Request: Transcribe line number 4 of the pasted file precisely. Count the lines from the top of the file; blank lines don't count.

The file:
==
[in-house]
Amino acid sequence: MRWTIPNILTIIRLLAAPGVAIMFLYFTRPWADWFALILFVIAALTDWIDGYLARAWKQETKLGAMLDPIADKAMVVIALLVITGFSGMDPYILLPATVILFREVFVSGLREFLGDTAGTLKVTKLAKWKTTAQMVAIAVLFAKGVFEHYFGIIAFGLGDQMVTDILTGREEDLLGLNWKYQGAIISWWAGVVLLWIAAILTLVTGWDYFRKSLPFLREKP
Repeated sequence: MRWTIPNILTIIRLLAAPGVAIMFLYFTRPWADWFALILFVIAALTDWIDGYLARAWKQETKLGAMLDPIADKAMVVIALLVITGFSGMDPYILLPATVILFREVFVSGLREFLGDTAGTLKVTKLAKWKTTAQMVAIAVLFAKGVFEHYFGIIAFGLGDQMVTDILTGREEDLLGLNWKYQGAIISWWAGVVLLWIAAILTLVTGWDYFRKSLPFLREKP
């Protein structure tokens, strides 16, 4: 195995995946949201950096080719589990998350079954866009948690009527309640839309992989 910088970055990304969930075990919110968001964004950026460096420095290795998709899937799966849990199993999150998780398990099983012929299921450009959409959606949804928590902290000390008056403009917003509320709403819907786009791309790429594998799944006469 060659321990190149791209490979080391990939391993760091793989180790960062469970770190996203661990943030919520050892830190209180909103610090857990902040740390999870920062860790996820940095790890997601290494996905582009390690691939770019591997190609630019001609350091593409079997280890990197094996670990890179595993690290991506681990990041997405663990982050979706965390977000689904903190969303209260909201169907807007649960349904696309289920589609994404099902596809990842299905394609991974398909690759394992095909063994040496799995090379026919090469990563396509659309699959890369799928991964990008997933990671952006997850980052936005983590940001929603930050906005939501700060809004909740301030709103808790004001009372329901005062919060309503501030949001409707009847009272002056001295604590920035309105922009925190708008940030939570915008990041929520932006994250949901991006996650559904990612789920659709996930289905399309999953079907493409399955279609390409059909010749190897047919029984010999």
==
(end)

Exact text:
């Protein structure tokens, strides 16, 4: 195995995946949201950096080719589990998350079954866009948690009527309640839309992989 910088970055990304969930075990919110968001964004950026460096420095290795998709899937799966849990199993999150998780398990099983012929299921450009959409959606949804928590902290000390008056403009917003509320709403819907786009791309790429594998799944006469 060659321990190149791209490979080391990939391993760091793989180790960062469970770190996203661990943030919520050892830190209180909103610090857990902040740390999870920062860790996820940095790890997601290494996905582009390690691939770019591997190609630019001609350091593409079997280890990197094996670990890179595993690290991506681990990041997405663990982050979706965390977000689904903190969303209260909201169907807007649960349904696309289920589609994404099902596809990842299905394609991974398909690759394992095909063994040496799995090379026919090469990563396509659309699959890369799928991964990008997933990671952006997850980052936005983590940001929603930050906005939501700060809004909740301030709103808790004001009372329901005062919060309503501030949001409707009847009272002056001295604590920035309105922009925190708008940030939570915008990041929520932006994250949901991006996650559904990612789920659709996930289905399309999953079907493409399955279609390409059909010749190897047919029984010999």